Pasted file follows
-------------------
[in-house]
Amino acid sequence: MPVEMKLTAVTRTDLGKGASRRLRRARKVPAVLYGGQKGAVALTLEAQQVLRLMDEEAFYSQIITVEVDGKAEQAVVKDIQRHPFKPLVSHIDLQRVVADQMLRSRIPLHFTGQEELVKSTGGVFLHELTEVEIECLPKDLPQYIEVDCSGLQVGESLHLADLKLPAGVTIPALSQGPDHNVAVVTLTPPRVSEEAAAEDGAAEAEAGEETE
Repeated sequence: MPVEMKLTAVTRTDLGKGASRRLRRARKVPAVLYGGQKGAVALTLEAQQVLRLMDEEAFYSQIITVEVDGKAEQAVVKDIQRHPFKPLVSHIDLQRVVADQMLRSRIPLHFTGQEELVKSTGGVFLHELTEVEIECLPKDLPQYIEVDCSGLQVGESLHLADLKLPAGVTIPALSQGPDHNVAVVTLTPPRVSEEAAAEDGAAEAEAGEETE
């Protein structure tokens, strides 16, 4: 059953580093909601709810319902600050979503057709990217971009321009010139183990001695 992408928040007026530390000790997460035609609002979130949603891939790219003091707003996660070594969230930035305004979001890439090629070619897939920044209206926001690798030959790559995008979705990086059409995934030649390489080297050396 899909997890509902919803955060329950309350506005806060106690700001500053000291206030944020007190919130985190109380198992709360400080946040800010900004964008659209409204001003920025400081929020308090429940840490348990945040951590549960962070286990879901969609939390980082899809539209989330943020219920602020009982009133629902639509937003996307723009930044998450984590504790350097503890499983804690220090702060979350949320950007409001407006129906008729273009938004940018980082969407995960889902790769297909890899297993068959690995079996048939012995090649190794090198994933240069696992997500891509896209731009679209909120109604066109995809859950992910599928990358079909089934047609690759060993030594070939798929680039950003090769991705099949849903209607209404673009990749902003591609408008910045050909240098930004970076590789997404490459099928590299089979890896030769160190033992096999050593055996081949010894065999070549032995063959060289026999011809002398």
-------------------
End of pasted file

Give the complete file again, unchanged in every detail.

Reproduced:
[in-house]
Amino acid sequence: MPVEMKLTAVTRTDLGKGASRRLRRARKVPAVLYGGQKGAVALTLEAQQVLRLMDEEAFYSQIITVEVDGKAEQAVVKDIQRHPFKPLVSHIDLQRVVADQMLRSRIPLHFTGQEELVKSTGGVFLHELTEVEIECLPKDLPQYIEVDCSGLQVGESLHLADLKLPAGVTIPALSQGPDHNVAVVTLTPPRVSEEAAAEDGAAEAEAGEETE
Repeated sequence: MPVEMKLTAVTRTDLGKGASRRLRRARKVPAVLYGGQKGAVALTLEAQQVLRLMDEEAFYSQIITVEVDGKAEQAVVKDIQRHPFKPLVSHIDLQRVVADQMLRSRIPLHFTGQEELVKSTGGVFLHELTEVEIECLPKDLPQYIEVDCSGLQVGESLHLADLKLPAGVTIPALSQGPDHNVAVVTLTPPRVSEEAAAEDGAAEAEAGEETE
């Protein structure tokens, strides 16, 4: 059953580093909601709810319902600050979503057709990217971009321009010139183990001695 992408928040007026530390000790997460035609609002979130949603891939790219003091707003996660070594969230930035305004979001890439090629070619897939920044209206926001690798030959790559995008979705990086059409995934030649390489080297050396 899909997890509902919803955060329950309350506005806060106690700001500053000291206030944020007190919130985190109380198992709360400080946040800010900004964008659209409204001003920025400081929020308090429940840490348990945040951590549960962070286990879901969609939390980082899809539209989330943020219920602020009982009133629902639509937003996307723009930044998450984590504790350097503890499983804690220090702060979350949320950007409001407006129906008729273009938004940018980082969407995960889902790769297909890899297993068959690995079996048939012995090649190794090198994933240069696992997500891509896209731009679209909120109604066109995809859950992910599928990358079909089934047609690759060993030594070939798929680039950003090769991705099949849903209607209404673009990749902003591609408008910045050909240098930004970076590789997404490459099928590299089979890896030769160190033992096999050593055996081949010894065999070549032995063959060289026999011809002398």